Articles Posted in Child Safety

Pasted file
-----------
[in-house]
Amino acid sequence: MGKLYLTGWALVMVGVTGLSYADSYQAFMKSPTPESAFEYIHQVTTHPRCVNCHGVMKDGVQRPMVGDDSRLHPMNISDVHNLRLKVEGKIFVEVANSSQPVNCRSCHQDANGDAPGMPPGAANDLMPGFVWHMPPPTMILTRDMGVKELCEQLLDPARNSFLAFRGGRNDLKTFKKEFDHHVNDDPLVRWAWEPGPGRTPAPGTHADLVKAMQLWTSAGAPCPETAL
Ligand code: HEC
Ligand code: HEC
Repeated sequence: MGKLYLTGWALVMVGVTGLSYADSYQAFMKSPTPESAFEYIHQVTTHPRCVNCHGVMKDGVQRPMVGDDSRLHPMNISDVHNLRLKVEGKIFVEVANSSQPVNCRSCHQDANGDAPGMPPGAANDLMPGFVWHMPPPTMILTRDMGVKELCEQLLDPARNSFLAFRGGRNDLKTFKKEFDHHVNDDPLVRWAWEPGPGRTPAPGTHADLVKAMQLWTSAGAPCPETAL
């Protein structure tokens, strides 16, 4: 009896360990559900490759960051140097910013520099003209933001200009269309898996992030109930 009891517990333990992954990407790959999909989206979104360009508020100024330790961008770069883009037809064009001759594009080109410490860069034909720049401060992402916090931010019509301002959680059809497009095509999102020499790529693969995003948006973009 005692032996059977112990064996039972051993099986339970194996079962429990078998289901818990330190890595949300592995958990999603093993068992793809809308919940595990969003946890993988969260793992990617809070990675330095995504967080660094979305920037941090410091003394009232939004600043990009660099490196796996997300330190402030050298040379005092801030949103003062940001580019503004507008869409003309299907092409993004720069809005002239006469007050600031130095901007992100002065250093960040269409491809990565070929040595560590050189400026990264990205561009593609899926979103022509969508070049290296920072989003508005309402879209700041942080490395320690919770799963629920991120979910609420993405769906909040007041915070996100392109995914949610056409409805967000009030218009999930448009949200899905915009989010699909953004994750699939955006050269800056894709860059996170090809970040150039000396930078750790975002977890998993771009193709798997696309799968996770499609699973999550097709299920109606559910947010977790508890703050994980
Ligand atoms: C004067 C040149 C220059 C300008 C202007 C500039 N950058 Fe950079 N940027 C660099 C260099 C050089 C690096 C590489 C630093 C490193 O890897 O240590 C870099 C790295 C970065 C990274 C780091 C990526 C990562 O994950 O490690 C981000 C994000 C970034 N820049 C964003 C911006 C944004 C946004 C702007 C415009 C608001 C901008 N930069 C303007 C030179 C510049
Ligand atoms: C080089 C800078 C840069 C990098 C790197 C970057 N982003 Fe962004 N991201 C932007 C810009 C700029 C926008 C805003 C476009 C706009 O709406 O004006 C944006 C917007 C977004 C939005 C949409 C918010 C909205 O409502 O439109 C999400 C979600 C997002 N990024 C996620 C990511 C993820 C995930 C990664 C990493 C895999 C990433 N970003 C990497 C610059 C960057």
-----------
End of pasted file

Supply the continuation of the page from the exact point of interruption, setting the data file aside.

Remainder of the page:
https://www.floridachildinjurylawyer.com/files/2017/08/Day-Care-Center-Hot-Van.001-150x150.jpegIn Florida and other warm weather States, the same tragic story seems to be reported every Spring and Summer.  A child is left by a day care center in a van or bus and dies as a result of hyperthermia.  The name of the child is different but the story seems to be the same.  The child was forgotten in the van or bus because roll call was not properly taken and double checked. These “Hot Car” or “Hot Van” deaths are among the easiest to prevent.  It does not require the investment of millions, thousands, or even hundreds of dollars to prevent.  It only requires a pen, paper, and the attentiveness of one staff member to prevent these deaths from taking place.  While it may be tedious to check and double check when children get on and off of a day care center or school bus – the mundane and tedious work is well worth the fact that the lives of children can be saved with this due diligence.  The fact is the we live in a world of distractions and multiple responsibilities on the part of day care centers and child care centers.  However, the fact that there are distractions and multiple responsibilities are never ever an excuse or defense to leaving a child alone in a hot van, car, or school bus.